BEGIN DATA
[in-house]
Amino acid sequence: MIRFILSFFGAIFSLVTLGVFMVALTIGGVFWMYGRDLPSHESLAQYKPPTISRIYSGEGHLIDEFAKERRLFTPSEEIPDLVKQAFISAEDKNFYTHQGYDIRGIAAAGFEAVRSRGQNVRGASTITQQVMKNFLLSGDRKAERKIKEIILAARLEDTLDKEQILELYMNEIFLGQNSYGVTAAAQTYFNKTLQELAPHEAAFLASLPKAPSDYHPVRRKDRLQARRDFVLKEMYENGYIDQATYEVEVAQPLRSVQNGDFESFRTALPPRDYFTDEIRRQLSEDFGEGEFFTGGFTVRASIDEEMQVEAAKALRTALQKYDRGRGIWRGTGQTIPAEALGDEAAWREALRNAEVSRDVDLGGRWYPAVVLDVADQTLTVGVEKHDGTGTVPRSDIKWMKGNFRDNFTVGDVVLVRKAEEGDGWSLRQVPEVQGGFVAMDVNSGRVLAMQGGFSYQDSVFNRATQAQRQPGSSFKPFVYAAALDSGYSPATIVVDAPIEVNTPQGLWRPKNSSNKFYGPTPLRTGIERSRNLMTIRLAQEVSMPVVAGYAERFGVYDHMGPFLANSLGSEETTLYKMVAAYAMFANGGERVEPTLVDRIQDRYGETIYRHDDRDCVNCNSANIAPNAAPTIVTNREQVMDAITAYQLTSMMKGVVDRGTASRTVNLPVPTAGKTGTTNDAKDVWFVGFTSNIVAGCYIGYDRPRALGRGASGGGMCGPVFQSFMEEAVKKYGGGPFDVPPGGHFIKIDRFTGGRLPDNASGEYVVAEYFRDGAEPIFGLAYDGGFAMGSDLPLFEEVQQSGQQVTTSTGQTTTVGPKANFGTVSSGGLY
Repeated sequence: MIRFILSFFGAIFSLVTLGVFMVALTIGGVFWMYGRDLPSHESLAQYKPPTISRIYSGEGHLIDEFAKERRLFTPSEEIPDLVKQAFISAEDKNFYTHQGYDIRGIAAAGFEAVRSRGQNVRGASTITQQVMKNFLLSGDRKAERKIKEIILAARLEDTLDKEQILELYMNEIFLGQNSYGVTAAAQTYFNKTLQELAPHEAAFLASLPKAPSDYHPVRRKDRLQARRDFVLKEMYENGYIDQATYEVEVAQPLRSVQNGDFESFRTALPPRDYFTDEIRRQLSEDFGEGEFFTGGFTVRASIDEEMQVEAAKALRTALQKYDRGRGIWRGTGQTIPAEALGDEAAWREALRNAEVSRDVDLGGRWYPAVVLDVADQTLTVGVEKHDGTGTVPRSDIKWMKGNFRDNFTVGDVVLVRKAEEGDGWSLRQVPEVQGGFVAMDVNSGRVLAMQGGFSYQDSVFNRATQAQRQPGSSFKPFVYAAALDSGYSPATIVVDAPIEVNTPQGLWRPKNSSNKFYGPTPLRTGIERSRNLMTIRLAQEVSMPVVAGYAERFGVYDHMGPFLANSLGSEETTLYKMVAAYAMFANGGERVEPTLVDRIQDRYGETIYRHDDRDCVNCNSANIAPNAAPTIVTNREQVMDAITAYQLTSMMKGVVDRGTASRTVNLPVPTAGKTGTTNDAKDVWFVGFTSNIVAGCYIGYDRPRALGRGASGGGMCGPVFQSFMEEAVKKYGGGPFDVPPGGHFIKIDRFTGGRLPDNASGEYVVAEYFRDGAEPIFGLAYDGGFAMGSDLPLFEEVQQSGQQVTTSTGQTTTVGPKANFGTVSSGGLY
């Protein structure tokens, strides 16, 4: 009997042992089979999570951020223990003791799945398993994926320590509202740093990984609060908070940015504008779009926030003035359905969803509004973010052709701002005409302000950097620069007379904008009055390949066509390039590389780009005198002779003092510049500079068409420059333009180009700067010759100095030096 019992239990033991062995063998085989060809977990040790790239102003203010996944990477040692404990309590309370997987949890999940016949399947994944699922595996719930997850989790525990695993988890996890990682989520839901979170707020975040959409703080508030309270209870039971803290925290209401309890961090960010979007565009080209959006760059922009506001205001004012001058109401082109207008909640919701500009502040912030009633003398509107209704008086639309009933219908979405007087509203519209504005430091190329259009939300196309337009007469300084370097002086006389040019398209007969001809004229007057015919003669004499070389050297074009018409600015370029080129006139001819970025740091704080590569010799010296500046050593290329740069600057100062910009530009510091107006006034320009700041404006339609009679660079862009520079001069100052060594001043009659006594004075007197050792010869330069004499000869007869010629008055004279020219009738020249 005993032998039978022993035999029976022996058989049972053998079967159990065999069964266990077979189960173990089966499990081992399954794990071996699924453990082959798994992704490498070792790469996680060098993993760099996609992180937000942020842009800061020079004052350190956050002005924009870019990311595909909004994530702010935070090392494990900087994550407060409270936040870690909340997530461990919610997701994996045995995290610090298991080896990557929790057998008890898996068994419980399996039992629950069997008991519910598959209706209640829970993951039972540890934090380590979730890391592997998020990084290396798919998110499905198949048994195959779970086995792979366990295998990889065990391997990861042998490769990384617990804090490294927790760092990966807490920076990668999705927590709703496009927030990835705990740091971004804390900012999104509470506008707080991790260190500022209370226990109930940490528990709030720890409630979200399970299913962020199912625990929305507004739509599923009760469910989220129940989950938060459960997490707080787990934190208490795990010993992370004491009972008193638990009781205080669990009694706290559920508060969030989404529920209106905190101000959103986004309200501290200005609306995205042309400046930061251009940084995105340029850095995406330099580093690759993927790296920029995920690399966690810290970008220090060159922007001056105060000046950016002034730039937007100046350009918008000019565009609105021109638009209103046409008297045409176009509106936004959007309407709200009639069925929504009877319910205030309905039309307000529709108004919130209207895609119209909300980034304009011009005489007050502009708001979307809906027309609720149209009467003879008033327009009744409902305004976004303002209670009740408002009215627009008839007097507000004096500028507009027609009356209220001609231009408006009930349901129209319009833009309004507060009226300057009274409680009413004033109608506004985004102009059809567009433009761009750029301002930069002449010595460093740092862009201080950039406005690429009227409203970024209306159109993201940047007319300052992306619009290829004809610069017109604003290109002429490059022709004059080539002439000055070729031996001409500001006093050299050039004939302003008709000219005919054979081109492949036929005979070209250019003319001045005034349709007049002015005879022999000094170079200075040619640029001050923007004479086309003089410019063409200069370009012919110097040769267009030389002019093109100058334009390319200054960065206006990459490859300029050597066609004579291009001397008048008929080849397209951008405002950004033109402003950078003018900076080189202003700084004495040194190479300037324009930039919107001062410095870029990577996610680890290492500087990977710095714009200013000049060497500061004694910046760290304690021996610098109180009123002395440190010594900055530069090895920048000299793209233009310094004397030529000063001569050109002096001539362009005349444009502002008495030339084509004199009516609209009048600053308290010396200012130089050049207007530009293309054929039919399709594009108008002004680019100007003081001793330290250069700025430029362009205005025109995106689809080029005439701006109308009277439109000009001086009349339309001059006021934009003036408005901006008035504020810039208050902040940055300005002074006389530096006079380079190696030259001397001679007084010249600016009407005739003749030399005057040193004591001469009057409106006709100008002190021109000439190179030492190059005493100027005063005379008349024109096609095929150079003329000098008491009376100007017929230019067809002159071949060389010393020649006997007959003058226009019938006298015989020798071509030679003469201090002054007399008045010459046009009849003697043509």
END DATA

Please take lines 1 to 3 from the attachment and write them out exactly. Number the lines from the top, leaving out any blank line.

[in-house]
Amino acid sequence: MIRFILSFFGAIFSLVTLGVFMVALTIGGVFWMYGRDLPSHESLAQYKPPTISRIYSGEGHLIDEFAKERRLFTPSEEIPDLVKQAFISAEDKNFYTHQGYDIRGIAAAGFEAVRSRGQNVRGASTITQQVMKNFLLSGDRKAERKIKEIILAARLEDTLDKEQILELYMNEIFLGQNSYGVTAAAQTYFNKTLQELAPHEAAFLASLPKAPSDYHPVRRKDRLQARRDFVLKEMYENGYIDQATYEVEVAQPLRSVQNGDFESFRTALPPRDYFTDEIRRQLSEDFGEGEFFTGGFTVRASIDEEMQVEAAKALRTALQKYDRGRGIWRGTGQTIPAEALGDEAAWREALRNAEVSRDVDLGGRWYPAVVLDVADQTLTVGVEKHDGTGTVPRSDIKWMKGNFRDNFTVGDVVLVRKAEEGDGWSLRQVPEVQGGFVAMDVNSGRVLAMQGGFSYQDSVFNRATQAQRQPGSSFKPFVYAAALDSGYSPATIVVDAPIEVNTPQGLWRPKNSSNKFYGPTPLRTGIERSRNLMTIRLAQEVSMPVVAGYAERFGVYDHMGPFLANSLGSEETTLYKMVAAYAMFANGGERVEPTLVDRIQDRYGETIYRHDDRDCVNCNSANIAPNAAPTIVTNREQVMDAITAYQLTSMMKGVVDRGTASRTVNLPVPTAGKTGTTNDAKDVWFVGFTSNIVAGCYIGYDRPRALGRGASGGGMCGPVFQSFMEEAVKKYGGGPFDVPPGGHFIKIDRFTGGRLPDNASGEYVVAEYFRDGAEPIFGLAYDGGFAMGSDLPLFEEVQQSGQQVTTSTGQTTTVGPKANFGTVSSGGLY
Repeated sequence: MIRFILSFFGAIFSLVTLGVFMVALTIGGVFWMYGRDLPSHESLAQYKPPTISRIYSGEGHLIDEFAKERRLFTPSEEIPDLVKQAFISAEDKNFYTHQGYDIRGIAAAGFEAVRSRGQNVRGASTITQQVMKNFLLSGDRKAERKIKEIILAARLEDTLDKEQILELYMNEIFLGQNSYGVTAAAQTYFNKTLQELAPHEAAFLASLPKAPSDYHPVRRKDRLQARRDFVLKEMYENGYIDQATYEVEVAQPLRSVQNGDFESFRTALPPRDYFTDEIRRQLSEDFGEGEFFTGGFTVRASIDEEMQVEAAKALRTALQKYDRGRGIWRGTGQTIPAEALGDEAAWREALRNAEVSRDVDLGGRWYPAVVLDVADQTLTVGVEKHDGTGTVPRSDIKWMKGNFRDNFTVGDVVLVRKAEEGDGWSLRQVPEVQGGFVAMDVNSGRVLAMQGGFSYQDSVFNRATQAQRQPGSSFKPFVYAAALDSGYSPATIVVDAPIEVNTPQGLWRPKNSSNKFYGPTPLRTGIERSRNLMTIRLAQEVSMPVVAGYAERFGVYDHMGPFLANSLGSEETTLYKMVAAYAMFANGGERVEPTLVDRIQDRYGETIYRHDDRDCVNCNSANIAPNAAPTIVTNREQVMDAITAYQLTSMMKGVVDRGTASRTVNLPVPTAGKTGTTNDAKDVWFVGFTSNIVAGCYIGYDRPRALGRGASGGGMCGPVFQSFMEEAVKKYGGGPFDVPPGGHFIKIDRFTGGRLPDNASGEYVVAEYFRDGAEPIFGLAYDGGFAMGSDLPLFEEVQQSGQQVTTSTGQTTTVGPKANFGTVSSGGLY